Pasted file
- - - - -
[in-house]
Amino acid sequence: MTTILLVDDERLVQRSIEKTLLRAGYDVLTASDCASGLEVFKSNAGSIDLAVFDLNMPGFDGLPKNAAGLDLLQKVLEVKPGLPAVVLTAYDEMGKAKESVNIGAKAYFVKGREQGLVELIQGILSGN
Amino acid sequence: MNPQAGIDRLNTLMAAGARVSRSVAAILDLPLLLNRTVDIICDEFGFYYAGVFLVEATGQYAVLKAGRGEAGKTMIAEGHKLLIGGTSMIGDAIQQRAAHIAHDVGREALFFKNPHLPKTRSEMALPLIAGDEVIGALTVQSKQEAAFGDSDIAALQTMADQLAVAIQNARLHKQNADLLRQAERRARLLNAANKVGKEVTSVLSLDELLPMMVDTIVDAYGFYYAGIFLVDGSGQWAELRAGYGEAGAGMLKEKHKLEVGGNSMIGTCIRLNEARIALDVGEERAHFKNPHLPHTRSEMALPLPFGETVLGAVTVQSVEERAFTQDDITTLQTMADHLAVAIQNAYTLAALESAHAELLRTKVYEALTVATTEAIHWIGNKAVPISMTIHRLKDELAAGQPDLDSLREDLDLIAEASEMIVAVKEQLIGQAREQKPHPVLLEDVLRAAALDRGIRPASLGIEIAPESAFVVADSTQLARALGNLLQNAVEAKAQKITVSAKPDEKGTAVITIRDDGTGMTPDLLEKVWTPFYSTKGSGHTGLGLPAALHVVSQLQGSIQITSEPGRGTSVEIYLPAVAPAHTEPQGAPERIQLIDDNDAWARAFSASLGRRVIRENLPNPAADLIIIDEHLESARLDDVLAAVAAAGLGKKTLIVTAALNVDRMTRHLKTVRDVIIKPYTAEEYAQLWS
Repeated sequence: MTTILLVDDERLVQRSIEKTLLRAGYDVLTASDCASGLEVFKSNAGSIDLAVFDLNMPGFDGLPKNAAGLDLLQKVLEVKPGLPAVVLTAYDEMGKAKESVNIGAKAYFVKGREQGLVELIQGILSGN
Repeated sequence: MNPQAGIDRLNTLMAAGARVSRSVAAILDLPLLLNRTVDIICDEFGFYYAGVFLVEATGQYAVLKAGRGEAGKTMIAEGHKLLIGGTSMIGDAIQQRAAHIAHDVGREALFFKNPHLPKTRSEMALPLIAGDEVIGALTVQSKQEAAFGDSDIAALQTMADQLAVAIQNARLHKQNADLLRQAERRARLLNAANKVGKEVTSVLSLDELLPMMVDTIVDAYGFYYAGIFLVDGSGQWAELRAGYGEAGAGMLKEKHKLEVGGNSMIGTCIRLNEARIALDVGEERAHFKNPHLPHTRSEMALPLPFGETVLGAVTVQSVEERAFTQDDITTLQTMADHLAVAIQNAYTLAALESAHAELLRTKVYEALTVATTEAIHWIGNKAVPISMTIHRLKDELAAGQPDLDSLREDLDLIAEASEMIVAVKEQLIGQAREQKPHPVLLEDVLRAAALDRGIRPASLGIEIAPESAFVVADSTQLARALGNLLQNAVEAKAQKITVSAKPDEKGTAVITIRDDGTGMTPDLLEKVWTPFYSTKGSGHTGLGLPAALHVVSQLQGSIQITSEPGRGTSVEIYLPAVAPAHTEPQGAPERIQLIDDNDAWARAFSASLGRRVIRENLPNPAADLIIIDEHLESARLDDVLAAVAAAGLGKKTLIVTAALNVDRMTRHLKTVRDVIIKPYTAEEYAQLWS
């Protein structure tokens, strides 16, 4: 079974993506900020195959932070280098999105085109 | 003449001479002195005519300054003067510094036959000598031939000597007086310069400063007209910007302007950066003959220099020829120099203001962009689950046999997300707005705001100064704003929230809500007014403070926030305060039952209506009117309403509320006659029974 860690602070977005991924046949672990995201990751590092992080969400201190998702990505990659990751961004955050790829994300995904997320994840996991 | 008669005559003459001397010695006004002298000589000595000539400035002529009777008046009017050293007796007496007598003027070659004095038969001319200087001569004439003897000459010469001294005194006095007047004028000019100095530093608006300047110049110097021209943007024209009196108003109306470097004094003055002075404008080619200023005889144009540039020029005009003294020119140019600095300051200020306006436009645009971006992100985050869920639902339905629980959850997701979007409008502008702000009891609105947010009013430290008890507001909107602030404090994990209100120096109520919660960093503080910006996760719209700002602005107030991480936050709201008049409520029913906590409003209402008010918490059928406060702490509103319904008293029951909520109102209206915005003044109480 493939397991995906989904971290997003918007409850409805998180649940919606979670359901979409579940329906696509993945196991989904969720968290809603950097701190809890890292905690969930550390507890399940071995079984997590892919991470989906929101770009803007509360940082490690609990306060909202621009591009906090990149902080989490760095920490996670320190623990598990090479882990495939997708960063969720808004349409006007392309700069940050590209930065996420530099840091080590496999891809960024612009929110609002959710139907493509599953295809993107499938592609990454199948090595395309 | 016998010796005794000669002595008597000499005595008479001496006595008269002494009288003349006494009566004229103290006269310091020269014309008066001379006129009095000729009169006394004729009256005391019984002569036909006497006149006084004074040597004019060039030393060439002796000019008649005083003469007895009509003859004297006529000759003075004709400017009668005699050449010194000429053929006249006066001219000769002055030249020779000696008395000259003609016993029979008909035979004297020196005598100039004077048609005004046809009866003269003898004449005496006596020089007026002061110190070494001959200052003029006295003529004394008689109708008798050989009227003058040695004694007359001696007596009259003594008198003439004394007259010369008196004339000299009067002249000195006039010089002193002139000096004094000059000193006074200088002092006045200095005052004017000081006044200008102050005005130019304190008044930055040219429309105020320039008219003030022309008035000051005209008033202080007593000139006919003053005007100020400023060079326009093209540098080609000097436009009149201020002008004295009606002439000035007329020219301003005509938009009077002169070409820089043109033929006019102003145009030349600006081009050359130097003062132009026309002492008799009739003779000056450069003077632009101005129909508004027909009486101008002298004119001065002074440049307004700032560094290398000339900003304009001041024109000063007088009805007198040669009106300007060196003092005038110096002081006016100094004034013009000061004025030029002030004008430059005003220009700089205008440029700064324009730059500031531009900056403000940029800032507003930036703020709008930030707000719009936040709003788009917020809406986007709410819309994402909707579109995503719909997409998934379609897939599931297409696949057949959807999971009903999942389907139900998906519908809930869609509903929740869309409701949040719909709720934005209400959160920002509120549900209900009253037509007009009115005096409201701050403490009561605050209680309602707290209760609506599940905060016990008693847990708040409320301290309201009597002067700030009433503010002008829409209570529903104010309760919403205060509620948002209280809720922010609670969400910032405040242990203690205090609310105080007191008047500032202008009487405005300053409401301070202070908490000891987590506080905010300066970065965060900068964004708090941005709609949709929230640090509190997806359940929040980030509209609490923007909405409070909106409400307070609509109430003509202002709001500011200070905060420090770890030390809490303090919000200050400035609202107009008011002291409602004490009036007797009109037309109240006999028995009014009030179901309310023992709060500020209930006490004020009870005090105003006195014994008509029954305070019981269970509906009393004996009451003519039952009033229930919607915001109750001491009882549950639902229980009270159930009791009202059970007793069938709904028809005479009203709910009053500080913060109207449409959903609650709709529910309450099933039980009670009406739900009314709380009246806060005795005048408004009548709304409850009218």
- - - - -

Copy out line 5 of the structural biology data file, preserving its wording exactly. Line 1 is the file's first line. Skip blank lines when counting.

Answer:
Repeated sequence: MNPQAGIDRLNTLMAAGARVSRSVAAILDLPLLLNRTVDIICDEFGFYYAGVFLVEATGQYAVLKAGRGEAGKTMIAEGHKLLIGGTSMIGDAIQQRAAHIAHDVGREALFFKNPHLPKTRSEMALPLIAGDEVIGALTVQSKQEAAFGDSDIAALQTMADQLAVAIQNARLHKQNADLLRQAERRARLLNAANKVGKEVTSVLSLDELLPMMVDTIVDAYGFYYAGIFLVDGSGQWAELRAGYGEAGAGMLKEKHKLEVGGNSMIGTCIRLNEARIALDVGEERAHFKNPHLPHTRSEMALPLPFGETVLGAVTVQSVEERAFTQDDITTLQTMADHLAVAIQNAYTLAALESAHAELLRTKVYEALTVATTEAIHWIGNKAVPISMTIHRLKDELAAGQPDLDSLREDLDLIAEASEMIVAVKEQLIGQAREQKPHPVLLEDVLRAAALDRGIRPASLGIEIAPESAFVVADSTQLARALGNLLQNAVEAKAQKITVSAKPDEKGTAVITIRDDGTGMTPDLLEKVWTPFYSTKGSGHTGLGLPAALHVVSQLQGSIQITSEPGRGTSVEIYLPAVAPAHTEPQGAPERIQLIDDNDAWARAFSASLGRRVIRENLPNPAADLIIIDEHLESARLDDVLAAVAAAGLGKKTLIVTAALNVDRMTRHLKTVRDVIIKPYTAEEYAQLWS